• Adding a custom search form
  • Using and styling widgets
  • Adjusting the Single Post Template
  • Working with comments, featured images, index templates, and static pages
  • Adding editor styles to match front-end styles
WordPress underscores
Morten Rand-Hendriksen

Customizing the search results and the 404 template

At this point, we've styled our index pages and all our archive pages to match our designs. That leaves us with two more index type pages, but they're not index pages, they're a little bit different. The first one is the search.php template, which handles search results, and the other one is a 404.php template, which handles situations where there, the link points to nowhere. So let's first take a look at what these templates output out of the box. I'm going to start with the search.

So I'll go and search for something I know is there. So I'll search for post, and see what happens. And here you see because of our dry development practices, and use of existing structures within WordPress, our search results page actually looks fine out of the box. Here we have the page header that we've styled in the previous movie, and it tells us search results for, and then the search entry. And then you see the actual search results, and if we scroll down to the bottom, you'll see we have the paging navigation. So the search results, when there are results, works just fine.

However, if I go back and make another search, and I search for nothing, so I'll just put in some random stuff here. We got a different result, and that's because our search template has a fallback for when you don't find a search, and we clearly have to do something about that fall back. In fact, this is what you normally see when you get to a search page on a WordPress site, that returns nothing, and it's not very helpful. It says, sorry but nothing matched your search terms, please try again with some different keywords and gives you the search form.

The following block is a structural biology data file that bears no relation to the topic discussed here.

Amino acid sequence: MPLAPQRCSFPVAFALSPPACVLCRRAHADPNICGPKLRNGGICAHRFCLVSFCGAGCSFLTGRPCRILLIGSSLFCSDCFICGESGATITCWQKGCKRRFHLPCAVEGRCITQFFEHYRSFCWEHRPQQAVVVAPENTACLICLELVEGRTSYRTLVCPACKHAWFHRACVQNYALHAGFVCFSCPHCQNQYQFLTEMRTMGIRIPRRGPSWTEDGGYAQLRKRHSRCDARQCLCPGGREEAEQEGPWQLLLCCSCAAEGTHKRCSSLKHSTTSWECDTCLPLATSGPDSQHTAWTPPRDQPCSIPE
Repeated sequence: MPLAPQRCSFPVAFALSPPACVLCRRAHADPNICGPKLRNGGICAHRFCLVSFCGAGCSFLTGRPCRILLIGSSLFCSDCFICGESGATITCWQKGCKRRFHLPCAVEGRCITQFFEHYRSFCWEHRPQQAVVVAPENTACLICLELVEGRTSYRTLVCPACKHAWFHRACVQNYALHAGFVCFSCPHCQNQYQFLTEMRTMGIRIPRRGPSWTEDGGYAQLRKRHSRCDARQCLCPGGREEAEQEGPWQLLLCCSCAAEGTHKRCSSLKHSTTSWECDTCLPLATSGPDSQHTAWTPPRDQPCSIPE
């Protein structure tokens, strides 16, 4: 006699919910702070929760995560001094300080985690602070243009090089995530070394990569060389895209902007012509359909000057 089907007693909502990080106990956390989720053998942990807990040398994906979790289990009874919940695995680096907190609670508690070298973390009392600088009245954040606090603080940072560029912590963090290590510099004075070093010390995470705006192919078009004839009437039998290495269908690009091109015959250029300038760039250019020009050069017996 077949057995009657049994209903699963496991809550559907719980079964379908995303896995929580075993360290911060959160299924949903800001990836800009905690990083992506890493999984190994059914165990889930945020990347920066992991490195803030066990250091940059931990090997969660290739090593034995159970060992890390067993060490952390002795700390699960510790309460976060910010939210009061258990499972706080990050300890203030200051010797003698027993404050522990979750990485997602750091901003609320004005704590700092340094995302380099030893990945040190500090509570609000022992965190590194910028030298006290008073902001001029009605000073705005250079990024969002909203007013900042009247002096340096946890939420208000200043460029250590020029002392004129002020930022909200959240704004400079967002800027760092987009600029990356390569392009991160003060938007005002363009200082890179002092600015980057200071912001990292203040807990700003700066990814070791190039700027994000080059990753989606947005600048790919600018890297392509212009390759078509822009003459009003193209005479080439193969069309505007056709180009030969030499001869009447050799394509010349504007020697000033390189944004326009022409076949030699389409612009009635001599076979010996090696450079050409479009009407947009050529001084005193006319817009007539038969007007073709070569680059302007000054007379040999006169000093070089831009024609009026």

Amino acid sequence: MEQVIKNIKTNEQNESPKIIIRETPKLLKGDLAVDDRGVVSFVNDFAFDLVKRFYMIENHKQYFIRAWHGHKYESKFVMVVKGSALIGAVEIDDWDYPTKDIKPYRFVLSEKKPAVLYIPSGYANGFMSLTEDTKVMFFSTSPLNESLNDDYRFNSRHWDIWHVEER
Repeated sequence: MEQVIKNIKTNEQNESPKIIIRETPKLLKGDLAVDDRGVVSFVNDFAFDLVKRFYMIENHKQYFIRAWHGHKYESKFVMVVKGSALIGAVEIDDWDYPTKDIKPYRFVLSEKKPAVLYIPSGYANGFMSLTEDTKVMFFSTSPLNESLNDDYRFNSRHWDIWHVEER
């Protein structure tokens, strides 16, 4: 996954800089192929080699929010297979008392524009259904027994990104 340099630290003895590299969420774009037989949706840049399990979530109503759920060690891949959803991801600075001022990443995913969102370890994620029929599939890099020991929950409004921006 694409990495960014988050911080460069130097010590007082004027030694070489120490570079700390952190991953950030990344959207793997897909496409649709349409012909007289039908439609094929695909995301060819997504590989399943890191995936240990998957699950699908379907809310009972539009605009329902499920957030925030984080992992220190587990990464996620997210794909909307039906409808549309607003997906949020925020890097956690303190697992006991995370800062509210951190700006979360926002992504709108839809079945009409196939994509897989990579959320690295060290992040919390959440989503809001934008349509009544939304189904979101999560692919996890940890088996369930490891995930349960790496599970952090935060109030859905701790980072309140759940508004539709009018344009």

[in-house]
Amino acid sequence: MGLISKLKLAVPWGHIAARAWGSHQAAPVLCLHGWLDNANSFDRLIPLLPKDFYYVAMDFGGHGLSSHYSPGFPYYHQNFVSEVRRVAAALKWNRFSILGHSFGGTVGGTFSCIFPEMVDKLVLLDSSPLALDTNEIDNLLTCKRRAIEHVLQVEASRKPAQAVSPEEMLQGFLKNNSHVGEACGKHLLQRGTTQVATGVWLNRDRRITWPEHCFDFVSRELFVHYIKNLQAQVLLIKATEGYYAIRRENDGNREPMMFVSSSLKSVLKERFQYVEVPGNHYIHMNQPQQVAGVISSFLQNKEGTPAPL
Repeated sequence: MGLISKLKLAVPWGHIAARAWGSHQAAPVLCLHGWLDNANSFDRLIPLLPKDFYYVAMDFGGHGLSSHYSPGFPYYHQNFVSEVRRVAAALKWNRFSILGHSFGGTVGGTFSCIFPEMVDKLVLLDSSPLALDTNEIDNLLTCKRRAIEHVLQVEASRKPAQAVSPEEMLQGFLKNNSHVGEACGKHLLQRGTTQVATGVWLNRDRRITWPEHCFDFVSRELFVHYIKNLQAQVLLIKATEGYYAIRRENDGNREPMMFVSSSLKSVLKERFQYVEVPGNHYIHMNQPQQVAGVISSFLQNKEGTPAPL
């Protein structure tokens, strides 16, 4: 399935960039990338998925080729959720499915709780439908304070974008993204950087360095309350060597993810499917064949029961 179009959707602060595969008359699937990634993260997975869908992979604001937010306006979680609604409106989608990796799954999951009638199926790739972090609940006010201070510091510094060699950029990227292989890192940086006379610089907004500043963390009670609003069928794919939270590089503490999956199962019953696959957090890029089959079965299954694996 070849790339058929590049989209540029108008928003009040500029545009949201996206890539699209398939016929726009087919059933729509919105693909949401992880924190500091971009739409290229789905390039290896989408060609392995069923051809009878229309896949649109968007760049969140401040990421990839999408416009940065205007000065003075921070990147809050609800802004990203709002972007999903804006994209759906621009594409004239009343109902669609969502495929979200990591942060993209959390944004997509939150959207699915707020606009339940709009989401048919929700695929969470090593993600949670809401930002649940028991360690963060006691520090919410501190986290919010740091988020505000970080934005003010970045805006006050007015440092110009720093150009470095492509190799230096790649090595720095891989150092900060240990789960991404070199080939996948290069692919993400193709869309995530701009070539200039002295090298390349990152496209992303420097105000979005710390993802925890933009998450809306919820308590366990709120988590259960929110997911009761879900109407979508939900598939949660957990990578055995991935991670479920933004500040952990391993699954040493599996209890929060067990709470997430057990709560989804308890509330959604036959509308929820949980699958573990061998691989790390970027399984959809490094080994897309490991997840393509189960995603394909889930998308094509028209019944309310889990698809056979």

But that in itself, isn't really enough, or at least I don't feel it's enough. This exact experience is also duplicated, if you go ahead and put a garbage URL in the address field. You get again a message, oops, that page can't be found. And then you get a further message, it looks like nothing was found at this location, maybe try one of the links below or search, and then you get a list of the most recent posts. And most used categories and these are actually all widgets. You also don't get the sidebar, which is kind of odd, because the sidebar would actually be helpful in this circumstance.

So here's what I want to do. I'll consolidate the 404 template with the search template, when it can't find anything. And this message here will be far more informative, it'll tell you exactly what happened, and then it'll show you just like it does in other archive page. A proper list of the six most recent posts from the blog, so that people can either do another search with a search form, or they can simply pick one of the most recent posts. To make this happen, we have to make some changes to our existing content, so let's first understand exactly what's happening here.